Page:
For that 9 percent of Americans who keep flip-flopping on the veracity of global warming, here's yet another reason to flop to the "aye" column for good.

According to a new NOAA study about half of 36 fish stocks in the Northwest Atlantic have been shifting northward over the last four decades. Some stocks have nearly disappeared from US waters entirely. Southern Species like the Atlantic croaker are becoming common in New England waters.

The shifting stocks include important commercial species, like Atlantic cod, haddock, yellowtail flounder, winter flounder, spiny dogfish, and Atlantic herring. They also include species less important to us but important in the overall scheme of the ocean, like blackbelly rosefish.

The key findings from the paper in Marine Ecology Progress Series:

  • In the last 40 years many familiar species have been shifting to cooler water to the north where ocean waters are cooler.
  • Other stocks have remained in the same geographic area but migrated to deeper and cooler waters.
  • Ten of 36 examined stocks have had significant range expansion.
  • Twelve have had significant range contraction.
  • Seventeen of the 36 stocks now occupy increasingly greater depths, following their preferred temperature ranges.
  • Three stocks now occupy increasingly shallower waters, following their preferred temperature range.

The researchers analyzed the data in the context of long-term processes (the Atlantic Multidecadal Oscillation and the North Atlantic Oscillation) dating back to 1850, as well in the context of fishing pressures over time. Ocean temperatures have increased since the 1960s (see graph) and the authors found clear evidence of significant changes in species distribution in 24 of the 36 stocks consistent with that warming.

Also of interest: The 36 species were chosen because they have been caught in high numbers in the annual spring bottom trawl survey, and because they represent a wide range of taxonomic groups, and because they're part of the world’s longest time-series of standardized fishery populations.

In other words, these are solid data giving a solid picture of the effects of warming temperatures on our liquid world. Though I suppose some people are going to be gasping for breath in the bottom of the lifeboat before they believe that.

BTW, the Pew report on the wobbling American attitudes towards climate change is exhaustively parsed and deblogstructed by Tobin Harshaw at the New York Times Opinionator. It's a fascinating look at the sinew of opinion rubbing up against the T-bones of fact.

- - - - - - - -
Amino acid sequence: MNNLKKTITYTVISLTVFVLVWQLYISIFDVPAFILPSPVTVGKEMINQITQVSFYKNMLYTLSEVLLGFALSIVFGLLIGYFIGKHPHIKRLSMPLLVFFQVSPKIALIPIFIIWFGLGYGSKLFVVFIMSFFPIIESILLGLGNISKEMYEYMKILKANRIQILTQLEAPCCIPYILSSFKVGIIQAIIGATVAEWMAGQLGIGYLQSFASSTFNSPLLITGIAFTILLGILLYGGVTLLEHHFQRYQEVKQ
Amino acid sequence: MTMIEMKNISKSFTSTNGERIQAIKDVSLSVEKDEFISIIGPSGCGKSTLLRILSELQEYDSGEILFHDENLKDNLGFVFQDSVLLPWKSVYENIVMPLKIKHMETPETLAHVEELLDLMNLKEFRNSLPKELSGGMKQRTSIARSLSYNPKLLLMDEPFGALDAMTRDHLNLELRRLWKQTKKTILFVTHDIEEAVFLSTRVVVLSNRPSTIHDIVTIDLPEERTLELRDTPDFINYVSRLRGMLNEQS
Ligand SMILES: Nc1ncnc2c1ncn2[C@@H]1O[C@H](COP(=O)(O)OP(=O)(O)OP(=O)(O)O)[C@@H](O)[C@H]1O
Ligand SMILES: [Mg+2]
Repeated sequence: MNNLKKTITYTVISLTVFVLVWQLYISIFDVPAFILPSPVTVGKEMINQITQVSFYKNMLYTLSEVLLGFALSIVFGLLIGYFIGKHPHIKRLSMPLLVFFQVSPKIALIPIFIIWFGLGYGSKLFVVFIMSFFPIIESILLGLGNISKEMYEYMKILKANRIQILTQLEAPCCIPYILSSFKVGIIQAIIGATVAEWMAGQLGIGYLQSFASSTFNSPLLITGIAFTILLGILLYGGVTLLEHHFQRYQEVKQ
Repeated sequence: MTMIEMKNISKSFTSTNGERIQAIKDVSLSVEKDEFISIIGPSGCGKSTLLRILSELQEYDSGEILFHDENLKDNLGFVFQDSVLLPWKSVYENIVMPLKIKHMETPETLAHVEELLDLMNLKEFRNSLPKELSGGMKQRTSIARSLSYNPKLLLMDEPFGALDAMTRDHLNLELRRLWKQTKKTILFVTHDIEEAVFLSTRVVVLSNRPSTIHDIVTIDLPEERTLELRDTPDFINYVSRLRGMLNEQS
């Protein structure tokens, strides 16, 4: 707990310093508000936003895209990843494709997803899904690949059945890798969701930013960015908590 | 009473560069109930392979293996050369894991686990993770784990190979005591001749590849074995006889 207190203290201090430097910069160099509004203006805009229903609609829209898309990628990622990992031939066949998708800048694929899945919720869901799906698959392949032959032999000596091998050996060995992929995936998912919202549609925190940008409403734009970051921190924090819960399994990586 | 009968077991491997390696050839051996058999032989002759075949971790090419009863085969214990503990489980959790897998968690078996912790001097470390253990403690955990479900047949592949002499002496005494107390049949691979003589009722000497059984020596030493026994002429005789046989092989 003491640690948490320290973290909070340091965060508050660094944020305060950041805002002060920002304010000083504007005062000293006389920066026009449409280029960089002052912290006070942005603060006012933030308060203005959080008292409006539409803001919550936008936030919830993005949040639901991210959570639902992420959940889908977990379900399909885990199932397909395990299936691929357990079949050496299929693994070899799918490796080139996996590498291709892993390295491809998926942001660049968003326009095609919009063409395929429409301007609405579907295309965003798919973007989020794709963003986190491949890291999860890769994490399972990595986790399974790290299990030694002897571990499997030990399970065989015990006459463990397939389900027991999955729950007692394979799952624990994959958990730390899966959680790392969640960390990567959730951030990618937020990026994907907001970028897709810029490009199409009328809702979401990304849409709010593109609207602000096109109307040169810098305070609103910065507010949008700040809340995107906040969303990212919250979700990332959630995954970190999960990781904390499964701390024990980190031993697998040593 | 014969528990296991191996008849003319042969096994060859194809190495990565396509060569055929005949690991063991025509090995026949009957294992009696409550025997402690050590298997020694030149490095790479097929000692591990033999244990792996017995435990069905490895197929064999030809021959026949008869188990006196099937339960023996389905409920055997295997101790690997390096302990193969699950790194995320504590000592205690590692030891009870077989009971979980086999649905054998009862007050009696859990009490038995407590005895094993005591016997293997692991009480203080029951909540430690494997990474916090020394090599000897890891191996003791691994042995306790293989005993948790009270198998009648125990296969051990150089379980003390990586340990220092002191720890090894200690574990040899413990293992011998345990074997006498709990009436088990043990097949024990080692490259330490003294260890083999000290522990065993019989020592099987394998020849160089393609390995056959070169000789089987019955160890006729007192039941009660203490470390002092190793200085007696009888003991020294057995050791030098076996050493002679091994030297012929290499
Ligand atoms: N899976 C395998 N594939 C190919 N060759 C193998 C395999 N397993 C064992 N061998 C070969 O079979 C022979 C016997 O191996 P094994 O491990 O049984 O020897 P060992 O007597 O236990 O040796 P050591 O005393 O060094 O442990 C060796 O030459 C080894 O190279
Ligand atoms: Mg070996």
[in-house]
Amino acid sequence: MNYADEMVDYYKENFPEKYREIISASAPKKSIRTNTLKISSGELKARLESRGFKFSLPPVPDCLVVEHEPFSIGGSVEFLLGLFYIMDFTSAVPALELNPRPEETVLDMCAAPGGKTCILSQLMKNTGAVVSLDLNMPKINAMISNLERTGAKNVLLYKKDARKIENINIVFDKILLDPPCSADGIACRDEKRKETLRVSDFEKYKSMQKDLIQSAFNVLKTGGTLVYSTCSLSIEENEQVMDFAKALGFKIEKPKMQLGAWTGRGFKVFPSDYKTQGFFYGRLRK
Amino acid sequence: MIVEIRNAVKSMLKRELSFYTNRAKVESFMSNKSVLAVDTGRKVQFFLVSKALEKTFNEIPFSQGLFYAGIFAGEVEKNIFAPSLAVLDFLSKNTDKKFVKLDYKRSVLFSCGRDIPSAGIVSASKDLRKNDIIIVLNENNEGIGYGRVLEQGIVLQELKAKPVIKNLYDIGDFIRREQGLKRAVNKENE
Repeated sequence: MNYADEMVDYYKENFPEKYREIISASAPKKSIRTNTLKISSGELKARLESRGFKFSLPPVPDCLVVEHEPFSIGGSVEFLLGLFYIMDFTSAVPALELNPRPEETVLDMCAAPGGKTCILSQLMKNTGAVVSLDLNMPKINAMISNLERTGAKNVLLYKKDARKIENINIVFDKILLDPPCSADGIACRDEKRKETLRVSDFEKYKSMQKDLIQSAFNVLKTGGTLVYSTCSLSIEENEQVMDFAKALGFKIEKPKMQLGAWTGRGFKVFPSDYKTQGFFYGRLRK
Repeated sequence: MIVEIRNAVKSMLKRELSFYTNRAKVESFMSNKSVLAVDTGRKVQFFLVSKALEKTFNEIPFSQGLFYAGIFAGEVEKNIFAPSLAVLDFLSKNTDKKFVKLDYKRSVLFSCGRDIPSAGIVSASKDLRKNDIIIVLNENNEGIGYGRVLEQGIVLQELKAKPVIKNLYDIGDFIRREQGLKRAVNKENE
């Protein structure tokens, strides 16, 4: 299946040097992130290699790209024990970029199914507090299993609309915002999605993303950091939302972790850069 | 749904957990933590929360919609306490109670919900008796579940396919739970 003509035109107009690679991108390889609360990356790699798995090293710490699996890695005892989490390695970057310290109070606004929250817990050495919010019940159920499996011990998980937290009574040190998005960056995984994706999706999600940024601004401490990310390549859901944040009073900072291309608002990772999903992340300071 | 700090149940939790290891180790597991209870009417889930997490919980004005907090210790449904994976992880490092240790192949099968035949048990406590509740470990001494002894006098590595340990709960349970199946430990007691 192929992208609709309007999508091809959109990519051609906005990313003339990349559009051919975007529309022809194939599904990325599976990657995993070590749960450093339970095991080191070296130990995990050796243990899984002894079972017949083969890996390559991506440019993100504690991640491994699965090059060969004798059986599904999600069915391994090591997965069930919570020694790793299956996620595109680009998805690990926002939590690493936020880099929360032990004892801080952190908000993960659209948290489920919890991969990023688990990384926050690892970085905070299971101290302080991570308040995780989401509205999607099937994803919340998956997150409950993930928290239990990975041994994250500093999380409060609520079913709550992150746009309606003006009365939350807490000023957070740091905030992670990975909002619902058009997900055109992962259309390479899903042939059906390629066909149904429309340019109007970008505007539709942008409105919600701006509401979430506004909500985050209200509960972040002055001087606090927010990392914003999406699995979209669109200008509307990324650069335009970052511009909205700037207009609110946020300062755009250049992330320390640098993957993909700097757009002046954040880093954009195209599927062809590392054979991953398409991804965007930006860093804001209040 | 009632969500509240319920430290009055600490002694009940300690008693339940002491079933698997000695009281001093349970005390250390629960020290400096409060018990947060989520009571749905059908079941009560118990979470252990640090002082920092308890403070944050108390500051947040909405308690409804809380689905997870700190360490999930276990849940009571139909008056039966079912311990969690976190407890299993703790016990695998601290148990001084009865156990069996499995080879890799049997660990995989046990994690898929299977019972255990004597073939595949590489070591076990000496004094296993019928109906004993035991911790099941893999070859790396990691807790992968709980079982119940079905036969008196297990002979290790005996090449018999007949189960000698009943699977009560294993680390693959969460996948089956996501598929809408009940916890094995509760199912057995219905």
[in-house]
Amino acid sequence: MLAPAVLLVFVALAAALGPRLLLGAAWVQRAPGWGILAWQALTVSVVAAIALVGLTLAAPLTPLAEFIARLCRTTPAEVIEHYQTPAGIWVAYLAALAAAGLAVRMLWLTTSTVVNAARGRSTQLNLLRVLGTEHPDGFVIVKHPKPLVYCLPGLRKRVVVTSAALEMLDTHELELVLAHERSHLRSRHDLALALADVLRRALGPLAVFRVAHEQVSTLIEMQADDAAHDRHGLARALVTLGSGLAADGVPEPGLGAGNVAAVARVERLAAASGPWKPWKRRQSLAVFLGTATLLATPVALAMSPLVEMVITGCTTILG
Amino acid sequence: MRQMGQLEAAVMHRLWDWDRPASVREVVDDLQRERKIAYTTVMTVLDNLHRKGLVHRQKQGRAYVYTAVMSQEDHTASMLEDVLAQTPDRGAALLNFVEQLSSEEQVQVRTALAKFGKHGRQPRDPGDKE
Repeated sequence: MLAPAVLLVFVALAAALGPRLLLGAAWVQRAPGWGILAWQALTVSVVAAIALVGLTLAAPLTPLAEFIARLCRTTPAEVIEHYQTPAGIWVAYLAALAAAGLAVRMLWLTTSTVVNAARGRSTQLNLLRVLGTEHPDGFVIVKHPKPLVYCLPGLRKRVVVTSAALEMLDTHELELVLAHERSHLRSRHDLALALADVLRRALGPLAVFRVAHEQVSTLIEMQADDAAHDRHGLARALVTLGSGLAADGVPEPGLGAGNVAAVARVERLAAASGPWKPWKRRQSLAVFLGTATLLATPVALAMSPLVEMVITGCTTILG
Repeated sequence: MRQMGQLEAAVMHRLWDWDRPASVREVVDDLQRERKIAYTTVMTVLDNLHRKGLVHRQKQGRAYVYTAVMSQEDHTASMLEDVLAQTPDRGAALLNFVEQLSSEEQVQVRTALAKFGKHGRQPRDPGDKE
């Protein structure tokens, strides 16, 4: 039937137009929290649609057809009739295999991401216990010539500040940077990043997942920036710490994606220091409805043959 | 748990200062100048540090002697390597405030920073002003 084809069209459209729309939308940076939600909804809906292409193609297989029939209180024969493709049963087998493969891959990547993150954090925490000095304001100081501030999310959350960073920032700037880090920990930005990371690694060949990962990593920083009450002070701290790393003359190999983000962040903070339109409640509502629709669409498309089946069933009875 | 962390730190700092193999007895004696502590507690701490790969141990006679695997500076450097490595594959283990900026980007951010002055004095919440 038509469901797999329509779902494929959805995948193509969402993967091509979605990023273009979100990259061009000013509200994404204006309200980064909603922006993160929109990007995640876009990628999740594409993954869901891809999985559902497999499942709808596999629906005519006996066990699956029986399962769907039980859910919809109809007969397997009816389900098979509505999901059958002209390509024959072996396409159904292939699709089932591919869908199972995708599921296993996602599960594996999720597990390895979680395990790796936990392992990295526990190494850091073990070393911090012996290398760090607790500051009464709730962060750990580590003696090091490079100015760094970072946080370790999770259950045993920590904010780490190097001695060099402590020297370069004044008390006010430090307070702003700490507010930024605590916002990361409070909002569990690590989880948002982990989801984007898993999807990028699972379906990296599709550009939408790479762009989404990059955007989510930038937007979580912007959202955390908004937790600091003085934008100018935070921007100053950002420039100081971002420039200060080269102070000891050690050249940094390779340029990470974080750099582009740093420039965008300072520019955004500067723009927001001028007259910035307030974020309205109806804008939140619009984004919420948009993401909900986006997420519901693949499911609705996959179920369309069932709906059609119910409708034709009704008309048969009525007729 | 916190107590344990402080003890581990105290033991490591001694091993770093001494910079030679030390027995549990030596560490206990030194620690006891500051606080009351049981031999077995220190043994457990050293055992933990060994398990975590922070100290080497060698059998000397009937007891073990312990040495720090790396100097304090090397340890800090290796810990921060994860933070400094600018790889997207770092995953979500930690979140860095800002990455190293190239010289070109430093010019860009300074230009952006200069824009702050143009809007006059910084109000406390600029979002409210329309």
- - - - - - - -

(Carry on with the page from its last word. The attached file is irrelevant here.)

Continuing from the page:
When author Michael Pollan spoke at Cal Poly San Luis Obispo in mid-October, it’s a safe bet his hosts didn’t offer fresh cherries to the “local foods” advocate. As a locavore — someone who tries to eat only food grown within a 100-mile radius of them — Pollan would have likely reacted to cherries like a vampire reacts to garlic. At this time of year, any fresh cherries in northern California would most likely have come from orchards in Chile, roughly 6,000 miles to the southeast.

Yet, when Pollan was handed the microphone he probably did not turn to David Wehner, Dean of the college hosting the event, and ask, “By the way, Dean – Where did the electricity electrons  powering this thing come from?”

Maybe he should have.

I recently forgot my phone charger on a weeklong trip. I was staying with friends, so I asked around: Surely someone had a charger that fit my phone? No dice. A subway ride to the AT&T store and $30 later, I had a new charger, identical to my old one. I used it for the remainder of the trip, then shoved it in a drawer when I got home. Good story, huh?

So-called "redundant chargers" are actually a big problem—not just for forgetful people like me, but for folks who buy the same phone over and over and get a new charger (they typically come with the phone) every time. An estimated 1.2 billion cell phones were sold worldwide in 2008, and the UN's International Telecommunication Union estimates that between 50 and 80 percent of those were replacements.

Good news: The Union just approved a universal charger. If enough manufacturers adopt it, the industry could make half as many chargers—thus reducing greenhouse gases from manufacturing and transporting replacement chargers by as much as 15 to 24 million tons a year.

Bonus: The universal charger will likely use half as much energy on standby as conventional chargers, solving the "wall wart" problem.

The charger is currently set to launch internationally next year, and a European industry group expects it to come standard with many phones by 2012. Manufacturers won't be required to sign on, but a few (Samsung, Nokia, Motorola) already have. 

So consider this a heads up: If you're in the market for a new cell phone next year, look for one with a universal charger. In the meantime, unplug your charger when you're not using it: If 10 percent of cell phone users unplugged, they would save enough energy to power 60,000 European homes. Consider a hand-crank or solar-powered charger. (People seem to like this one, which is also a radio and a flashlight. Cool.) And, uh, remember to take your charger with you on vacation.